Lemma versus lexeme[change | change source]
A lemma is the word you find in the dictionary. A lexeme is a unit of meaning, and can be more than one word. A lexeme is the set of all forms that have the same meaning, while lemma refers to the particular form that is chosen by convention to represent the lexeme.
Morphology[change | change source]
In English, the lemma of a noun is the singular: e.g., mouse rather than mice. In languages with gender, the head word of regular adjectives and nouns is usually the masculine singular. If the language also has cases, the lemma is often the masculine singular nominative.
Difference between stem and lemma[change | change source]
In computational linguistics, a stem is the part of the word that never changes even when different forms of the word are used. A lemma is the base form of the verb. For example, from "produced", the lemma is "produce", but the stem is "produc-". This is because there are words such as production. When sound (phonology) is taken into account, the definition of the unchangeable part of the word is not so useful. Notice the sound of the words in the example: "produced" // versus "production" //.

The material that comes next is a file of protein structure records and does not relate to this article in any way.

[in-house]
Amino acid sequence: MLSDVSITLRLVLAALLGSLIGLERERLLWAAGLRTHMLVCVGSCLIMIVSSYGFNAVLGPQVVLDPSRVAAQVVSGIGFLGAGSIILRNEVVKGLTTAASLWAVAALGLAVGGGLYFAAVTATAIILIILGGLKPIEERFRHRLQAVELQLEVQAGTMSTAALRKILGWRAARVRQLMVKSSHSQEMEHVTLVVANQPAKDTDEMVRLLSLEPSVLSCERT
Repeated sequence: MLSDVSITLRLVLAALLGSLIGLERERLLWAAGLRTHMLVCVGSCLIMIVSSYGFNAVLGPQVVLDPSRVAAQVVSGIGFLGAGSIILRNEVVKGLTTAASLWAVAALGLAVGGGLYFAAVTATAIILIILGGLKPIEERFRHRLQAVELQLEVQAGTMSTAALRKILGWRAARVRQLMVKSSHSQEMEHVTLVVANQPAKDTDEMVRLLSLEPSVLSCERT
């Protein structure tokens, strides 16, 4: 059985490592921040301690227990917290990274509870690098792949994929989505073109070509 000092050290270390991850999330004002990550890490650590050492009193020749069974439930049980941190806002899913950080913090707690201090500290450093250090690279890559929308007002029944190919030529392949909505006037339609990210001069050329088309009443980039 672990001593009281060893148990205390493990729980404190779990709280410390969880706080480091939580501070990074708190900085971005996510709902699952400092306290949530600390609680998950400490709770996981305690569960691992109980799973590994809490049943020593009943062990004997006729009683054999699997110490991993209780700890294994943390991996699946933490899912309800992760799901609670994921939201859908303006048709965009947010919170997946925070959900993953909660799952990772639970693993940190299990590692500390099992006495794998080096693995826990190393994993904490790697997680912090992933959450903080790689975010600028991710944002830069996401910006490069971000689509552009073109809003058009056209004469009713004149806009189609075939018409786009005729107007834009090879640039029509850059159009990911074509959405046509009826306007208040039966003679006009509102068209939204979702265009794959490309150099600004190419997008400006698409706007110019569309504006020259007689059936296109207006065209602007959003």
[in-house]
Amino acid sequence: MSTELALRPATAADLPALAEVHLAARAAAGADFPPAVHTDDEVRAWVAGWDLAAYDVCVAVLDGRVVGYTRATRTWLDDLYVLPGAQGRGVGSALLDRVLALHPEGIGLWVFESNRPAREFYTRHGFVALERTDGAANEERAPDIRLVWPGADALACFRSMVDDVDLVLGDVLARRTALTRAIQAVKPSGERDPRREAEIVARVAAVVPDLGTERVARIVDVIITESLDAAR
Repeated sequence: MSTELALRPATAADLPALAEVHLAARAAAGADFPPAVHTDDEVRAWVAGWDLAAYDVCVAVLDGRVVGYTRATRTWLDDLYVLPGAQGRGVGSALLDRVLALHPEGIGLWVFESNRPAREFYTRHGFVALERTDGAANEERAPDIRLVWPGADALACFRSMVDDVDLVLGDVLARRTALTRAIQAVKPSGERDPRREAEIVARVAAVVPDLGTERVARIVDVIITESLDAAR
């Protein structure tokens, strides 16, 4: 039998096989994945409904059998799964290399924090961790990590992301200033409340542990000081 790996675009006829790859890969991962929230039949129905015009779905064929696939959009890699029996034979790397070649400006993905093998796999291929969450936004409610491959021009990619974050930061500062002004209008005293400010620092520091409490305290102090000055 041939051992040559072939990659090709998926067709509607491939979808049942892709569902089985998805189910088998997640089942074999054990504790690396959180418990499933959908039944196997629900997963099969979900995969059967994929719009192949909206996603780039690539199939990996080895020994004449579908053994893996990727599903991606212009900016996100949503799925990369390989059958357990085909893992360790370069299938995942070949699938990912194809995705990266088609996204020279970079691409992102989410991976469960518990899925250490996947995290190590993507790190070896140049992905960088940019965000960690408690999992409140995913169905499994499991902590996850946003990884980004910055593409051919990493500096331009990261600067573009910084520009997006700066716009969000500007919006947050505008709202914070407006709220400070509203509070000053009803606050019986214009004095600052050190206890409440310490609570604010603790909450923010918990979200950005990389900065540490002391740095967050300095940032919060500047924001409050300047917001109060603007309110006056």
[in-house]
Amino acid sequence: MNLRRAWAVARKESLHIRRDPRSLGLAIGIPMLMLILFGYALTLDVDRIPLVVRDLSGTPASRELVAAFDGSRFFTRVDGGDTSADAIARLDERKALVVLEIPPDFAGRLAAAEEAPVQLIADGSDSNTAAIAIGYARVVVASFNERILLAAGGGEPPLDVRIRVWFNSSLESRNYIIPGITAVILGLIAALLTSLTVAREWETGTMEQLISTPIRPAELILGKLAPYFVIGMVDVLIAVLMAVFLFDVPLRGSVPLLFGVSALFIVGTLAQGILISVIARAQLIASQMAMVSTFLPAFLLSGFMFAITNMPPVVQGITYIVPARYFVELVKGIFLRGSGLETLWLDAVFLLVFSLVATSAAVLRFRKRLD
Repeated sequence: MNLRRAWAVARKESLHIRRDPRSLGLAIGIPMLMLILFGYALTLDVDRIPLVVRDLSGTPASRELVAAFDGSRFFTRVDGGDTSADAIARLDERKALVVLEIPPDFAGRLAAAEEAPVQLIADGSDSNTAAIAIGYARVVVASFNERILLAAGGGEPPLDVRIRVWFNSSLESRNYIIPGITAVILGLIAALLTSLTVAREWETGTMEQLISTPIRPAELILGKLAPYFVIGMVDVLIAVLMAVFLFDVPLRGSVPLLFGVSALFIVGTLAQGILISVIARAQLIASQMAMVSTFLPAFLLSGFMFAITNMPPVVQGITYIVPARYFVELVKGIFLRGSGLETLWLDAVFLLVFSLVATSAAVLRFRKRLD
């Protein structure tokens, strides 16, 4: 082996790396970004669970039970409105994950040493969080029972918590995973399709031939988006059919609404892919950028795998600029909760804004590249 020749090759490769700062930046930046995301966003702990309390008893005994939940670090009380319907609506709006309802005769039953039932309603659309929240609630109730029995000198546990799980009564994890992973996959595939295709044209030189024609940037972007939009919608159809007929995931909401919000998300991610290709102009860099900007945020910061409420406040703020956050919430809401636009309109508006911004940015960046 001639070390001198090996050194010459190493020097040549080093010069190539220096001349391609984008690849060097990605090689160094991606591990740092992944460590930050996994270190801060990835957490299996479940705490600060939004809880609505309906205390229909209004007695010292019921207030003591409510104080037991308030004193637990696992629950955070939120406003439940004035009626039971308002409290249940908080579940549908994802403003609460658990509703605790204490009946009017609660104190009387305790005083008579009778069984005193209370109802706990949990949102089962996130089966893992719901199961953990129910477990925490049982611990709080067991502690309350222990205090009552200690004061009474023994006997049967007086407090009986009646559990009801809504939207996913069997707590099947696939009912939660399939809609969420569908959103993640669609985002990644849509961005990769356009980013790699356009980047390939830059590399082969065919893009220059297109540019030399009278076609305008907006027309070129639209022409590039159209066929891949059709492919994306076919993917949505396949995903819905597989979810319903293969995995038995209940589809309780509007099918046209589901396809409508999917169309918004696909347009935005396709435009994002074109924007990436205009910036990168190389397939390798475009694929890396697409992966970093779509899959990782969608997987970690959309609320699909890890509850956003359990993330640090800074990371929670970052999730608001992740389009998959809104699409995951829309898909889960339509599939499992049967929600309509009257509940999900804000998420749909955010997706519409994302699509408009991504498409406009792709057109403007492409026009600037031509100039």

Some lexemes have several stems but one lemma. For instance "to go" (the lemma) has the stems "go" and "went". Here, the past tense is based on a different verb, "to wend". The "-t" suffix is equivalent to "-ed".
References[change | change source]
- Nation, Paul & Waring, Robin 1997. Vocabulary size, text coverage and word lists. In Schmitt, Norbert & McCarthy (eds) Vocabulary: description, acquisition and pedagogy. Cambridge University Press, p9. ISBN 978-0-521-58551-4
- "Natural Language Toolkit — NLTK 3.4 documentation". www.nltk.org.